School is out! That means movies are in – just in time for Marvel to kick off phase three of their Cinematic Universe with the long-anticipated Captain America: Civil War. This superhero flick is the third Captain America movie, following The First Avenger and The Winter Soldier, so if you have not seen these films, you might want to stop reading now. Otherwise, you’ll just wonder, “Who the hell is Bucky?” (SPOILERS!)
A quick recap (Aha – get it? Re-Cap?): Civil War takes off where The Winter Soldier left off, as the brainwashed Bucky Barnes (Sebastian Stan) begins to return to his senses and adjusts to life on the run. While Captain America (Chris Evans) decides to vouch for Bucky, the United States government proves less merciful and demands that the former assassin be shot on sight. Meanwhile, the United Nations insists that the superhero team known as the Avengers should submit to international regulation by signing an agreement known as the Sokovia Accords. Cap, who opposes the Accords, finds himself pitted against billionaire Tony Stark, alias Iron Man (Robert Downey Jr.,) who believes if the Avengers are not kept in check, they will destroy more lives than they will save. As Cap and Stark rally allies to their respective causes, Bucky’s life is further endangered, and the Avengers’ bonds of friendship are strained. And so is my capacity for score toleration.
Electronic-based scores are nothing new to Henry Jackman, the composer for Civil War. He composed similar music for The Winter Soldier after he replaced Alan Silverstri, who composed for both The First Avenger and The Avengers. Though his blend of soundboards and symphony is somewhat generic for action films at this time, there’s nothing wrong with the score per se. Henry Jackman is a gifted man who began to work on his first symphony when he was only six years old, and the score reflects his years of experience. His score for Civil War is one that you don’t tend to notice while you’re watching the movie, but adds a level of excitement to the film and helps raise the emotional stakes. Fundamentally, it’s a good score.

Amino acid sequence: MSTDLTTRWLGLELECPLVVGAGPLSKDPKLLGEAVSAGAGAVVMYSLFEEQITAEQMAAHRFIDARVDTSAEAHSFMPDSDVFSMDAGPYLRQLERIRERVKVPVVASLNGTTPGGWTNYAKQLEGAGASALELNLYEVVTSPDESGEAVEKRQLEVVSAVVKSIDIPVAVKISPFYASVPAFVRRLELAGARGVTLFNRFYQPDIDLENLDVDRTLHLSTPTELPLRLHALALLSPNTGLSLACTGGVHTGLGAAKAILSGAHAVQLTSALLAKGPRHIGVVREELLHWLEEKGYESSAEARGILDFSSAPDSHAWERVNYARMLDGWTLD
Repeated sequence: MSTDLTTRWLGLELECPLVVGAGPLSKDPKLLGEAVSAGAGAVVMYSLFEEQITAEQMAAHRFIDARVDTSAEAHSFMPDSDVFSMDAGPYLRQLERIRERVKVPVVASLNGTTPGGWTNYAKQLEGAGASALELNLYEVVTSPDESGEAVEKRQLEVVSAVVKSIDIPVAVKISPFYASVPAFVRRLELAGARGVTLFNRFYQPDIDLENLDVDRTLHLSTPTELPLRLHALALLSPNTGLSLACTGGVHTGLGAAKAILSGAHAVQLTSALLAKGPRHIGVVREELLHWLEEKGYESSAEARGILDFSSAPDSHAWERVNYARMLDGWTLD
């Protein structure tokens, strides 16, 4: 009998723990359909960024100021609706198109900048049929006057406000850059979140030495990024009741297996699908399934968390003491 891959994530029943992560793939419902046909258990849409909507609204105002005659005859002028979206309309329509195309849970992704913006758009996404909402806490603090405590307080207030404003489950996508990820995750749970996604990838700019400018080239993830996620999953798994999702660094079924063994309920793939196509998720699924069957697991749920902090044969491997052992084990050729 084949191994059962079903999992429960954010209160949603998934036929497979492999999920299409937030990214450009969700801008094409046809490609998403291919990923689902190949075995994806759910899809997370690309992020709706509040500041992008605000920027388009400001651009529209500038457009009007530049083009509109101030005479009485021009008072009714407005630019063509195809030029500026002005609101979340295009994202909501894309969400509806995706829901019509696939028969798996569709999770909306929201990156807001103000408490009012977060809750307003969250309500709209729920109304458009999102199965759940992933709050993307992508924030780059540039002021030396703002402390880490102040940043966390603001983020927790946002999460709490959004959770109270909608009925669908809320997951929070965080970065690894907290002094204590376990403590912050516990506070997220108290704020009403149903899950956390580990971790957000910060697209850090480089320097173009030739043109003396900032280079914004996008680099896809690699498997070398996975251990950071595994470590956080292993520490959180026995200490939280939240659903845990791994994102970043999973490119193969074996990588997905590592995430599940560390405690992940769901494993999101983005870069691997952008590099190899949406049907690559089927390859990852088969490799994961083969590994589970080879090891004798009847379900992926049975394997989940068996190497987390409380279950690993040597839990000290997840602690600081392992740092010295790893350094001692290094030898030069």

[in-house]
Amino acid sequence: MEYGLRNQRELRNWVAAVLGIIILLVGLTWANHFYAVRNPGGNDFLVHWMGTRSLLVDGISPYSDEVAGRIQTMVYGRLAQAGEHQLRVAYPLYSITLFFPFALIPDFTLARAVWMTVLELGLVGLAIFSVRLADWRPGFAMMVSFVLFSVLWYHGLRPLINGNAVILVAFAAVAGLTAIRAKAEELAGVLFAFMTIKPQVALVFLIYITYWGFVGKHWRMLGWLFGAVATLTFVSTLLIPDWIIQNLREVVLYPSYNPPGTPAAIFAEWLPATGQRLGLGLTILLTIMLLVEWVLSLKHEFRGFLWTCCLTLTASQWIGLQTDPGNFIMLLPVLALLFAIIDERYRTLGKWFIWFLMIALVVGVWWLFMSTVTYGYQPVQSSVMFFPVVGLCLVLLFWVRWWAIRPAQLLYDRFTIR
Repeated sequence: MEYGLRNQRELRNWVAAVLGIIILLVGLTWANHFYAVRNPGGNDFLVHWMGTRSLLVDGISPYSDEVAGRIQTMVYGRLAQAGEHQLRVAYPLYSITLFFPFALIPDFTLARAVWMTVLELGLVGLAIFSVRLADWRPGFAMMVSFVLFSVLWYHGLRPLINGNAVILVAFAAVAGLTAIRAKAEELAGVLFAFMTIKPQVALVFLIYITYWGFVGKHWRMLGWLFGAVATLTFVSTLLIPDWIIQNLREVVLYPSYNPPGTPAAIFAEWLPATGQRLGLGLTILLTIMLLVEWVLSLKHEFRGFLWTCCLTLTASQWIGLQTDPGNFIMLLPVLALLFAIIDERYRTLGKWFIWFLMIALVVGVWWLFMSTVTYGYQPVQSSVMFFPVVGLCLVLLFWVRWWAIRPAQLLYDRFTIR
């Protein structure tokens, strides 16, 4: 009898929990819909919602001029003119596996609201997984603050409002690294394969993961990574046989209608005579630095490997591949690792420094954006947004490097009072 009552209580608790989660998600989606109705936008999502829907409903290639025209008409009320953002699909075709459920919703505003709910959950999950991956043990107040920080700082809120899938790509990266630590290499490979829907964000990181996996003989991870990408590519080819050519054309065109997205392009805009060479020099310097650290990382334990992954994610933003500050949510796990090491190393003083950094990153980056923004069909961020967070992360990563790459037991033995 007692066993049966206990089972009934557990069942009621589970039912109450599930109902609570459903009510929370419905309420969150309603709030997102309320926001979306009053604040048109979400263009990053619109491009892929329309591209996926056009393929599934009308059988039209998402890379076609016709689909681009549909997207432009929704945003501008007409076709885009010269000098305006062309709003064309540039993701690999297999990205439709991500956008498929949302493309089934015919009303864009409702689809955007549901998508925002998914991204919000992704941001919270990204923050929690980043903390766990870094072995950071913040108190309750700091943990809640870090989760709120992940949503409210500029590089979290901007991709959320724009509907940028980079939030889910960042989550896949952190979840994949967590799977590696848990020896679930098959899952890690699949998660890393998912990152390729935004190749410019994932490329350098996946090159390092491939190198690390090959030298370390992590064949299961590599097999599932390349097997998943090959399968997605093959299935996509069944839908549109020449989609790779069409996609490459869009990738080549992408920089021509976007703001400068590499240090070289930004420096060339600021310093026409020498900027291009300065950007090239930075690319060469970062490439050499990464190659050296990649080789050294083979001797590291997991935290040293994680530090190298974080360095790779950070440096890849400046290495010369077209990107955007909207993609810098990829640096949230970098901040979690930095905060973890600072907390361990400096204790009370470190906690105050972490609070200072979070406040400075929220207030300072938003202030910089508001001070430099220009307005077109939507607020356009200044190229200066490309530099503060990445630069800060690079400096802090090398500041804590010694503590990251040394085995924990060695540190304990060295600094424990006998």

Nevertheless, I have a couple of bones to pick with Jackman and Marvel.
Firstly, I want to know when it was that they decided they needed a little bit more of DC comics in their lives. The score for Civil War is often suspiciously similar to that of The Dark Knight, the highly successful second chapter in DC’s Batman blockbuster trilogy. This is most noticeable in “Lagos” and “The Tunnel” from the Civil War score. One has only to compare these pieces to “Aggressive Expansion,” “A Dark Knight,” and “I’m Not a Hero” from the score for The Dark Knight to hear the numerous similarities. I did some digging and discovered that Henry Jackman, though often uncredited, actually worked on parts of the score for The Dark Knight alongside Hans Zimmer and James Newton Howard. While this explains the similitude of the two scores, it does not excuse it.
Great composers copy themselves all the time – Hans Zimmer himself is one example of this, as is John Williams, whose recent score for Star Wars: The Force Awakens drew from everything from Harry Potter to E.T.. So, normally, I would not have a problem with Jackman’s repetition. But while it is tested and true music that keeps you engaged at the movie theater, it does not fit the humorous tone that Marvel is so famous for. Just because they are both superhero movies does not mean that The Dark Knight and Civil War fit into the same subcategories. Marvel does not take itself too seriously, unlike DC. Its films are filled with references and gags, such as the incessant Stan Lee cameos (love ’em or hate ’em). Jokes fly even in the midst of the action, such as in The Avengers, when Iron Man asks Thor (Chris Hemsworth): “Doth mother know you weareth her drapes?” DC’s recent films are often much darker, and this is certainly true for the Batman trilogy. The Joker (the late Heath Ledger), the main antagonist of The Dark Knight, is a domestic terrorist whose power rests in gasoline and gunpowder – two commodities that are very familiar in the real world. In recent years, most of Marvel’s villains have been much more heightened. For example, we have Loki, a Norse god intent on world domination, and Malekith, a Dark Elf who wants darkness… because… reasons. All in all, Marvel usually creates escapist movies with unrealistic motivations, and that’s okay. It simply deals in different tones and plays with separate emotions.